Huang C, Wang Y, Li X, et al. Clinical features of patients infected with 2019 novel coronavirus in Wuhan, China. Lancet 2020; 395: 497-506 https://doi.org/10.1016/S0140-6736(20)30183-5 (accessed April 20, 2020) DOI: https://doi.org/10.1016/S0140-6736(20)30183-5

Wu Z, McGoogan JM. Characteristics of and important lessons from the coronavirus disease 2019 (COVID-19) outbreak in China. JAMA 2020; 323:1239-1242. https://doi:10.1001/jama.2020.2648 (accessed April 20, 2020) DOI: https://doi.org/10.1001/jama.2020.2648

https://www.who.int/news-room/detail/30-01-2020-statement-on-the-second-meeting-of-the-international-health-regulations-(2005)-emergency-committee-regarding-the-outbreak-of-novel-coronavirus-(2019-ncov) (accessed April 20, 2020)

WHO. Novel Coronavirus(2019-nCoV) Situation Report – 10. https://www.who.int/docs/default-source/coronaviruse/situation-reports/20200130-sitrep-10-ncov.pdf?sfvrsn=d0b2e480_2 (accessed February 27, 2020).

http://virological.org/t/epidemiological-data-from-the-ncov-2019-outbreak-early-descriptions-from-publicly-available-data/337/3

Findlater A, Bogoch, II. Human Mobility and the Global Spread of Infectious Diseases: A Focus on Air Travel. Trends Parasitol. 2018; 34: 772-83. DOI: https://doi.org/10.1016/j.pt.2018.07.004

Moore M, Gelfeld B, Okunogbe A, Paul C. Identifying future disease hot spots: infectious disease vulnerability index. Rand Health Quarterly 2017; 6: . DOI: https://doi.org/10.7249/RR1605

Kraemer, MUG, Bisanzio D, Reiner RC, et al. Inferences about spatiotemporal variation in dengue virus transmission are sensitive to assumptions about human mobility: a case study using geolocated tweets from Lahore, Pakistan. EPJ Data Science 2018; 7: 16. DOI: https://doi.org/10.1140/epjds/s13688-018-0144-x

Schneider CM, Belik V, Couronnné, E Smoreda Z, González MC. Unraveling Daily Human Mobility Motifs. J R Soc Interface 2013; 10: 20130246. DOI: https://doi.org/10.1098/rsif.2013.0246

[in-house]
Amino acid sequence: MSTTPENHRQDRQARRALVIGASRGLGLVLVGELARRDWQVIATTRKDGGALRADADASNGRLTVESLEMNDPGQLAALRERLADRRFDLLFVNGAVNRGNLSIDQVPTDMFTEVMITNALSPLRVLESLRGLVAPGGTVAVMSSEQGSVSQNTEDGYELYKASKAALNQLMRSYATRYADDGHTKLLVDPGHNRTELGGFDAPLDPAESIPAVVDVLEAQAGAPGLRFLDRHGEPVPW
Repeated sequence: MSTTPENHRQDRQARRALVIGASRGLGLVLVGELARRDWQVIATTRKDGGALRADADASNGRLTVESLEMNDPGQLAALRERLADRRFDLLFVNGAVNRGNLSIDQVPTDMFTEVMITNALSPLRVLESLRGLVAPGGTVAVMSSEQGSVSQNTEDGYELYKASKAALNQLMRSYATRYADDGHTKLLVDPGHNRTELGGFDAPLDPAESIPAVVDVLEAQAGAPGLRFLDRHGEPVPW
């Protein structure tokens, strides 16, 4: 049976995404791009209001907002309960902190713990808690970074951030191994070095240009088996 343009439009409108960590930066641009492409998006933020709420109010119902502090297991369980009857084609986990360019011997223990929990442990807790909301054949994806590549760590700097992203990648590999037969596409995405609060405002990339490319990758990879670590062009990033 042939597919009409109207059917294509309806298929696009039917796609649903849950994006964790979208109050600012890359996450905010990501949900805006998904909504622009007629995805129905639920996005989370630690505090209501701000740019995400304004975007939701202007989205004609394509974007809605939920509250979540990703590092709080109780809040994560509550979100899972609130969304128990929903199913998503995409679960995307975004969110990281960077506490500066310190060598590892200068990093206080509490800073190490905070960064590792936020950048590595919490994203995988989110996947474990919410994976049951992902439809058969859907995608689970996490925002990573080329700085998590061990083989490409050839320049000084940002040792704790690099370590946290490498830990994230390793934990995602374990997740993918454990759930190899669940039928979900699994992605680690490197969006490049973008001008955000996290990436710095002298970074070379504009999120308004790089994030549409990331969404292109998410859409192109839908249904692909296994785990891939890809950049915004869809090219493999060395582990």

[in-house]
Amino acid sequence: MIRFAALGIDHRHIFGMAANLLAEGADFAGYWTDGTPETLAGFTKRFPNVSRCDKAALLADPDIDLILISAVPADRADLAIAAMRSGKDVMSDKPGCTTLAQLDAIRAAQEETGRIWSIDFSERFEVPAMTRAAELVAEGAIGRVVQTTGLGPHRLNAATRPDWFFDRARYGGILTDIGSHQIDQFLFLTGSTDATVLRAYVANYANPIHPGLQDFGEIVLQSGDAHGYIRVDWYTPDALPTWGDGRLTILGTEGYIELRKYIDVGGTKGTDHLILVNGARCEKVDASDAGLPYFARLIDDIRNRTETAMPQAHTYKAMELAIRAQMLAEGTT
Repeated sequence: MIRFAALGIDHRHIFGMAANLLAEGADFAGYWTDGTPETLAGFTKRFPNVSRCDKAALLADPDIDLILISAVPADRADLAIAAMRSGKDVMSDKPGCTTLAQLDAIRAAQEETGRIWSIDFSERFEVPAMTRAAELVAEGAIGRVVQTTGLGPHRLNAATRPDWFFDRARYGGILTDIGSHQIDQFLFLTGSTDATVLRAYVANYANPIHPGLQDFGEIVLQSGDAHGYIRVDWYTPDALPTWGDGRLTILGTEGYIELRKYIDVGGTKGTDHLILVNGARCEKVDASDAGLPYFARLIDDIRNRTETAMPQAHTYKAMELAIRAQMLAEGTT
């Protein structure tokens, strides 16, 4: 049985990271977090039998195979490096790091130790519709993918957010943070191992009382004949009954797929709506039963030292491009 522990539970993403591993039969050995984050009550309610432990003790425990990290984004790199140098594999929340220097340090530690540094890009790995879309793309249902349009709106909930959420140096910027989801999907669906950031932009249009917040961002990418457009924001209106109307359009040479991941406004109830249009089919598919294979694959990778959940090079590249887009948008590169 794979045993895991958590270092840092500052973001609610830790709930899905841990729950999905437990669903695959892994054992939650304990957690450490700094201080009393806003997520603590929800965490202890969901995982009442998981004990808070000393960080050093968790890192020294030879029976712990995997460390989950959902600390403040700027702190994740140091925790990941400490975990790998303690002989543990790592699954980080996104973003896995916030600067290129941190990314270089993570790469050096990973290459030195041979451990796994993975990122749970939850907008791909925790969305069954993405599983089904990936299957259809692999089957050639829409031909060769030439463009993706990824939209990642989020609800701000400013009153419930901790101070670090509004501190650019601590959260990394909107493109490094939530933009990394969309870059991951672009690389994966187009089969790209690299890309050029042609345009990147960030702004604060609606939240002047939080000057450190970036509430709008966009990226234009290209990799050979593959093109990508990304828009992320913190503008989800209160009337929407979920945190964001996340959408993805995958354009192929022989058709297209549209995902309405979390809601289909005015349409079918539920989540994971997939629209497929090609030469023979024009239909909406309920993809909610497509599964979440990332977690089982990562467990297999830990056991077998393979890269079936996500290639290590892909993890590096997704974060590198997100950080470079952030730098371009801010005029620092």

Lenormand M, Picornell M, Cantú-Ros OG, et al. Cross-checking different sources of mobility information. PloS One 2014; 9: e105184. DOI: https://doi.org/10.1371/journal.pone.0105184

Lai S, Bogoch II, Watts A, Khan K, Li Z, Tatem A. Preliminary risk analysis of 2019 novel coronavirus spread within and beyond China. https://www.worldpop.org/resources/docs/china/WorldPop-coronavirus-spread-risk-analysis-v1-25Jan.pdf (accessed April 20, 2020)

https://www.who.int/news-room/detail/30-01-2020-statement-on-the-second-meeting-of-the-international-health-regulations-(2005)-emergency-committee-regarding-the-outbreak-of-novel-coronavirus-(2019-ncov) (accessed April 20, 2020)

WHO. Coronavirus disease 2019 (COVID-19). April 20, 2020. https://www.who.int/docs/default-source/coronaviruse/situation-reports/20200420-sitrep-91-covid-19.pdf?sfvrsn=fcf0670b_4 (accessed April 20, 2020).

Published
2020-06-15
Info
Issue
Section
Original Articles
Keywords:
SARS-CoV-2, COVID-19, Epidemiology, Twitter, Mobility
Statistics
  • Abstract views: 2040

  • PDF: 968
  • HTML: 0
How to Cite
Bisanzio, D., Kraemer, M. U., Bogoch, I. I., Brewer, T., Brownstein, J. S., & Reithinger, R. (2020). Use of Twitter social media activity as a proxy for human mobility to predict the spatiotemporal spread of COVID-19 at global scale. Geospatial Health, 15(1). https://doi.org/10.4081/gh.2020.882